50 years of national speed limits: Britain at a crossroads

22 December will mark exactly half a century since the UK's first national speed limit. While statistics suggest roads are considerably safer today, there are calls on both sides for a change to speed limits. BBC Countryfile Magazine examines the evidence.

Published: December 8th, 2015 at 2:11 pm

What brought about the first national speed limit?


22 December is exactly 50 years since the UK introduced its first speed limits, originally a temporary 70mph restriction under the first Wilson government after a foggy winter had seen multiple pile-ups. It took a couple of years for the road death toll to drop, with 1966’s 8,000 road deaths the highest peacetime figures ever recorded, but, after crash rates dropped by 20%, the trial was made permanent in 1967, nine years after the country’s first motorway was opened, and with Barbara Castle as Transport Secretary.

Is it really logical that speed limits on most country lanes are only 10mph below motorway limits?

That's what many campaigners have long been asking. According to the Department of Transport, around two-thirds of UK road deaths take place on country roads. The Transport Select Committee has previously advocated reducing the speed limit on many rural roads to 40mph or 50mph, but, despite criticism, the limit remains little higher than the motorway restriction, even though country lanes are sometimes populated by cyclists, walkers and livestock.

Local councils can reduce speed limits on certain roads which are narrow or windy, for example, but to do so requires erecting expensive “repeater” signs along the way. Campaign groups like Brake have lobbied for 40mph zones similar to 20mph zones in cities which don’t require incessant amounts of signage. This, it is hoped, would encourage councils to lower more single carriageway roads' speed limit.

But what about motorways? Don't most drivers do over 70 on them anyway?

Indeed, in many ways, the only pressure when it comes to motorway limits is for an increase. Recent figures suggest that nearly half of motorists break the current speed limit on the motorway, which has also been pointed out by the AA.

But, while then Transport Secretary Philip Hammond claimed that raising the limit would benefit the economy, the government eventually shelved plans to raise the speed limit during the last Parliament, with Patrick McLoughlin, Hammond's successor, in 2013 saying it was "not a priority". McLoughlin, however, raised the possibility of raising the limit again this year "once we get smart motorways up and running". A Countryfile Magazine poll has shown a narrow majority against raising the limit to 80mph.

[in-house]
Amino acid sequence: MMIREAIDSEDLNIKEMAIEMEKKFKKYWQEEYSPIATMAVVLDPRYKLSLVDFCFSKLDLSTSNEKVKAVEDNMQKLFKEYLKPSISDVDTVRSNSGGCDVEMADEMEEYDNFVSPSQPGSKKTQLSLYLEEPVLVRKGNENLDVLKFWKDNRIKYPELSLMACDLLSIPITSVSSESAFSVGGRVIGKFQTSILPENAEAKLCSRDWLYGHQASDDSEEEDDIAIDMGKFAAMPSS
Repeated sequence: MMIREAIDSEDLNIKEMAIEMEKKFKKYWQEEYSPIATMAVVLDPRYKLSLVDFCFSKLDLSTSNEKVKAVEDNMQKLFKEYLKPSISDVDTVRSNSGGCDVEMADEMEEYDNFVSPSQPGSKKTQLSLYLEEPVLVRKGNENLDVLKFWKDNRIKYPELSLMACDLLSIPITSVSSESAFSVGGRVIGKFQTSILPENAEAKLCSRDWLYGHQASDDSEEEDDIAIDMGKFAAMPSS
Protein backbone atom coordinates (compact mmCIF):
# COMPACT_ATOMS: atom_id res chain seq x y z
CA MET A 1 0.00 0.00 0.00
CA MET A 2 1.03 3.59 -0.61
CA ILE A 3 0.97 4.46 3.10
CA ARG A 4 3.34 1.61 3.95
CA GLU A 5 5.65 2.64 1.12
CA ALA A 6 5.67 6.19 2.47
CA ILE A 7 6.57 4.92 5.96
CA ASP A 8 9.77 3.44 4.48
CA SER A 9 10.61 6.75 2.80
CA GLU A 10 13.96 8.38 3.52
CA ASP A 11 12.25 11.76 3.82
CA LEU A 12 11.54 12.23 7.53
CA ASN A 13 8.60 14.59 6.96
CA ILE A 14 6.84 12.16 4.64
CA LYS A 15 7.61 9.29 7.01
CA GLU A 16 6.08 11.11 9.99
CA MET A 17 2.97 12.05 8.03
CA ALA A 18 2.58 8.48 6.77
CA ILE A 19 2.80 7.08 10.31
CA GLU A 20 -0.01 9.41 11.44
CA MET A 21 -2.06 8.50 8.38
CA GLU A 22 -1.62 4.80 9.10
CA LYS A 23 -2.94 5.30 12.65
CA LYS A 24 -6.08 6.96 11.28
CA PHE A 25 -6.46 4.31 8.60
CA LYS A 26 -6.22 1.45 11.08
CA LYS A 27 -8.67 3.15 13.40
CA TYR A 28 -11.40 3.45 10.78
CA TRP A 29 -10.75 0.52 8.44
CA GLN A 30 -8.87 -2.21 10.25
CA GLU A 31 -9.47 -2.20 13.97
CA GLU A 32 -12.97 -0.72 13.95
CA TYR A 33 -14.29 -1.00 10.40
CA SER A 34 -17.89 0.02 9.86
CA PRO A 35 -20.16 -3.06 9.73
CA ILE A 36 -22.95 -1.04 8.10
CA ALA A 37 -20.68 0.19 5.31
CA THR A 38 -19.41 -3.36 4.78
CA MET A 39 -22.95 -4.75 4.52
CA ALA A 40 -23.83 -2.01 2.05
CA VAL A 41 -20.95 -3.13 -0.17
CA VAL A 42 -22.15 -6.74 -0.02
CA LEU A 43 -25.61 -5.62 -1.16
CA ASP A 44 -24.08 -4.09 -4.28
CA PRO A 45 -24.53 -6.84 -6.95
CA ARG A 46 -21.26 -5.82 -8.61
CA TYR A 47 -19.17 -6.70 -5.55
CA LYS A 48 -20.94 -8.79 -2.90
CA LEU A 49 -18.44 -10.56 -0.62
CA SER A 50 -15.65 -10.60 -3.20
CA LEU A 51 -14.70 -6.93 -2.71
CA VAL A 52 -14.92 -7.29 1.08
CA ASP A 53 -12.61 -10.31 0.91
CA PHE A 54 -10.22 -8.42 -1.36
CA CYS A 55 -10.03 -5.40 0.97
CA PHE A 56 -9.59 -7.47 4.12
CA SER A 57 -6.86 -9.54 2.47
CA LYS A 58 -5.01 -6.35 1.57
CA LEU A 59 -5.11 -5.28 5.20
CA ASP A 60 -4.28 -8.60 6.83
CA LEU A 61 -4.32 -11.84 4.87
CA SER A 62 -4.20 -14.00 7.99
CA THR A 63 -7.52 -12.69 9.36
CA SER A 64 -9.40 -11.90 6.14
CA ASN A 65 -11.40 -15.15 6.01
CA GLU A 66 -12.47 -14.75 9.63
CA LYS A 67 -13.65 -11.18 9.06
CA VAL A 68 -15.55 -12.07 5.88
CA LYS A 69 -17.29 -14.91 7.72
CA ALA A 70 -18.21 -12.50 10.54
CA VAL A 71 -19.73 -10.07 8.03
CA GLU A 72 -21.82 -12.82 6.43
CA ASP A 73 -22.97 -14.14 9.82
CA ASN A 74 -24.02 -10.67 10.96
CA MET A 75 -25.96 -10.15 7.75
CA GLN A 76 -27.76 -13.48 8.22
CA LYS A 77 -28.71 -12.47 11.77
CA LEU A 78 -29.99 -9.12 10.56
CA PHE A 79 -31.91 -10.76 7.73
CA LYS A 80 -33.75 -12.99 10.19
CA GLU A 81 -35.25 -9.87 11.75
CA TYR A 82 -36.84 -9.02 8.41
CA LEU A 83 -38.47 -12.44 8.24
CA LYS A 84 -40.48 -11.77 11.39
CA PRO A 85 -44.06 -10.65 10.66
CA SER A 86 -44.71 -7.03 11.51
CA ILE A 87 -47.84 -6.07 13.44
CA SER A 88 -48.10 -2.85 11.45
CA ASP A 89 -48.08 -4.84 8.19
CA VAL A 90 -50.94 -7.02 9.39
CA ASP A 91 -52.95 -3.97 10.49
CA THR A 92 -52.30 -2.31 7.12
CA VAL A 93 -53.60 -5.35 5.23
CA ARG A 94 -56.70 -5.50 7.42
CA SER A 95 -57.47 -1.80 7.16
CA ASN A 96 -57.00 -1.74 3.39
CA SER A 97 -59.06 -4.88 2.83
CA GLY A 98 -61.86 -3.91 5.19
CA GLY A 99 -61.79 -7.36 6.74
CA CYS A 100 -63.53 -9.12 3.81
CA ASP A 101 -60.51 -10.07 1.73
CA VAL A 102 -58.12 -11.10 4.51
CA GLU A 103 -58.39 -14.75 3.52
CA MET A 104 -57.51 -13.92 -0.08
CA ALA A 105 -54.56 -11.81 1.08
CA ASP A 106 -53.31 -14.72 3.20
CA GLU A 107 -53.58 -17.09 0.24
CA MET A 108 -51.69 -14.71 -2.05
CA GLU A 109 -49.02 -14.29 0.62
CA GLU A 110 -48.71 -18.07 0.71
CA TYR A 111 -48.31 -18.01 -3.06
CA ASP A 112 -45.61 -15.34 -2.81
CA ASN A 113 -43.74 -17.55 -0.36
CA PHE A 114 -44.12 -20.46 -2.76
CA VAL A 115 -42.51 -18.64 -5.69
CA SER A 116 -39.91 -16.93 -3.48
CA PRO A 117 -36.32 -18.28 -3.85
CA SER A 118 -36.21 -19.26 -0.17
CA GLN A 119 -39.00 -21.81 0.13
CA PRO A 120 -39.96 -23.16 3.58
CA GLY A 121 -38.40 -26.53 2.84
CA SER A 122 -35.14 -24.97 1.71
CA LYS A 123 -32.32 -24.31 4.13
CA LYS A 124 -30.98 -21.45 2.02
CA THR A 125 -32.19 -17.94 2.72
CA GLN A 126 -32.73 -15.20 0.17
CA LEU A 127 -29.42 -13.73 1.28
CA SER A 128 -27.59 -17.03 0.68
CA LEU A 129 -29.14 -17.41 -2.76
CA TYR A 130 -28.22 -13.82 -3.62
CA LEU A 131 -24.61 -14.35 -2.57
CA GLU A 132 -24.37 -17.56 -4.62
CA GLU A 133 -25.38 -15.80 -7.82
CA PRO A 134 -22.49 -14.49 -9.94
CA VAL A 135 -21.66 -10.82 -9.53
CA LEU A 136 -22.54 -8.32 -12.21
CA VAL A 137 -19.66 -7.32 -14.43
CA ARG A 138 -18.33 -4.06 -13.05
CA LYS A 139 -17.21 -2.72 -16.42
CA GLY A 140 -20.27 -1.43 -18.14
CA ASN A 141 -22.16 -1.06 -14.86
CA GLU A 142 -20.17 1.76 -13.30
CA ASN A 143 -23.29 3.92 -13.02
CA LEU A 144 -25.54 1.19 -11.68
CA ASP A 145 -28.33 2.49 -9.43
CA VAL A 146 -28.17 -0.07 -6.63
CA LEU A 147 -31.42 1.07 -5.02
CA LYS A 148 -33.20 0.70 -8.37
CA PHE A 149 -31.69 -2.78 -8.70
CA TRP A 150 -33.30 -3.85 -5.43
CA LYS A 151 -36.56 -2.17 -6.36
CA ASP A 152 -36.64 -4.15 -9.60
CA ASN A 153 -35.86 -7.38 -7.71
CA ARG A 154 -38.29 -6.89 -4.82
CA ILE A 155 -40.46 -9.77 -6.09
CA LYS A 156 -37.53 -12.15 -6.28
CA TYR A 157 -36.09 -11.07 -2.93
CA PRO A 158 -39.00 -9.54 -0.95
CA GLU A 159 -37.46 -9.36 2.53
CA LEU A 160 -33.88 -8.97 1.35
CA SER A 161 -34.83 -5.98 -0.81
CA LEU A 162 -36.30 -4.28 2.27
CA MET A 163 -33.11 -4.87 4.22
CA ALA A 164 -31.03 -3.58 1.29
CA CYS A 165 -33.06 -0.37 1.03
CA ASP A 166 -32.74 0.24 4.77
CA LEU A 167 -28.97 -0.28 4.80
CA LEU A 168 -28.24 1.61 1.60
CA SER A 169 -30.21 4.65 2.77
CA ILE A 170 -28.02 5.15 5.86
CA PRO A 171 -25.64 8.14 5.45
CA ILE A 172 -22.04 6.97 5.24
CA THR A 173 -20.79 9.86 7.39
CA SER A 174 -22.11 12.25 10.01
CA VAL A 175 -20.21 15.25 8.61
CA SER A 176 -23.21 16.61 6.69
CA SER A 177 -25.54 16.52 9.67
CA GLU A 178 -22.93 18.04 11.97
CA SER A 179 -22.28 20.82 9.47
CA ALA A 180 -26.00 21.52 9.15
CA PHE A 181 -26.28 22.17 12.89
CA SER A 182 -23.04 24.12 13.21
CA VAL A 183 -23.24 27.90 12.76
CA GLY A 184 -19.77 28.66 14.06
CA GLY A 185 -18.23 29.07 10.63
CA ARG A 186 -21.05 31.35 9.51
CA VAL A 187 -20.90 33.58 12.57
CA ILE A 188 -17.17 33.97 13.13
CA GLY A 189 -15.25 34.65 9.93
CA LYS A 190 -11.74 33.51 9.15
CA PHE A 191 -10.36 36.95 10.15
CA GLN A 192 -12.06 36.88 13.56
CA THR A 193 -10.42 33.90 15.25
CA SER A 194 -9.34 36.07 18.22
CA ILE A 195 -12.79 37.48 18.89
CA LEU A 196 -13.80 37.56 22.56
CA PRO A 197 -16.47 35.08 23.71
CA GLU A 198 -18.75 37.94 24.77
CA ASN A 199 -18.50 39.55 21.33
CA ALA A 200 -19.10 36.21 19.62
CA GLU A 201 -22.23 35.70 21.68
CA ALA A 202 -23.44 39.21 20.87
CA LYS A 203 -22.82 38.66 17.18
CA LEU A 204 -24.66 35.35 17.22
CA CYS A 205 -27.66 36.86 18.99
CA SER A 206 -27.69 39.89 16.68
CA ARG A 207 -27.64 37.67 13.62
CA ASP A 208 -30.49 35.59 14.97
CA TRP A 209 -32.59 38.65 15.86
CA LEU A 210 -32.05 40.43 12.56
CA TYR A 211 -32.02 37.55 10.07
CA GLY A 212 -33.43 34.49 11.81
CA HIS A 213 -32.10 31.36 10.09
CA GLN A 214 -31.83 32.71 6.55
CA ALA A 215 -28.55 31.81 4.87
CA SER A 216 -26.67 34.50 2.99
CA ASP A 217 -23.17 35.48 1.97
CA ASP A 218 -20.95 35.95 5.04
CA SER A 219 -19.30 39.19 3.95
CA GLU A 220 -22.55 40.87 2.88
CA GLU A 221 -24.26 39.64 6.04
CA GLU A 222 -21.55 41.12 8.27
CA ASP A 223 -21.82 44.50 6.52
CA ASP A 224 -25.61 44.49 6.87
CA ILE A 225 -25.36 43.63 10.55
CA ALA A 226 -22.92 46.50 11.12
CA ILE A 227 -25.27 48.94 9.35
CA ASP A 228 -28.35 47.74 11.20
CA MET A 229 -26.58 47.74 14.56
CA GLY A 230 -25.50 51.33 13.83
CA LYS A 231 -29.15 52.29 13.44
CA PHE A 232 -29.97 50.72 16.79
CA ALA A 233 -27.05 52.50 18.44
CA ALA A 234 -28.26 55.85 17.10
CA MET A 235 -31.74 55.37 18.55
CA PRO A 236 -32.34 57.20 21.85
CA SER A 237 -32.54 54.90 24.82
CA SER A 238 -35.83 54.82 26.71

Scientists generally agree that raising the limit by 10mph would increase emissions and crashes, but the Association of British Drivers has suggested that faster journeys may lead to fewer accidents as a result of tiredness.

Don't most European countries have a higher limit, if any?

Yes, Germany is perhaps the best-known country that has no upper speed limit on the motorway, or autobahn. European countries such as France, Italy, the Czech Republic and the Netherlands have 130kph limits (81mph), while Spain, Switzerland and Belgium restrict speed on motorways to 120kph (75mph), although most have lower limits in the event of poor driving conditions. Speed limits in the United States tend to be lower, although some states have raised them to similar levels.

Is anything likely to change?

It's hard to know. Raising motorway speed limits wasn't in any party's manifesto at this year's general election, nor was reducing limits on country lanes, and it doesn't appear that either is imminent. On one hand, the status quo could be viewed as a compromise to keep both sides happy, but at the same time, it might make both road safety groups and supporters of faster roads happier to see motorways' limits raised but country lanes made slower.


The debate as to whether speed limits need tweaking in both directions is likely to continue. Roads in this country are much safer now than they were in the 1960s, with annual road death rates around a third today despite population growth. This has largely been put down to advances in technology. Yet many believe more can be done to reduce road deaths, which increased by four per cent last year. The government has also been criticised for cutting road policing numbers.


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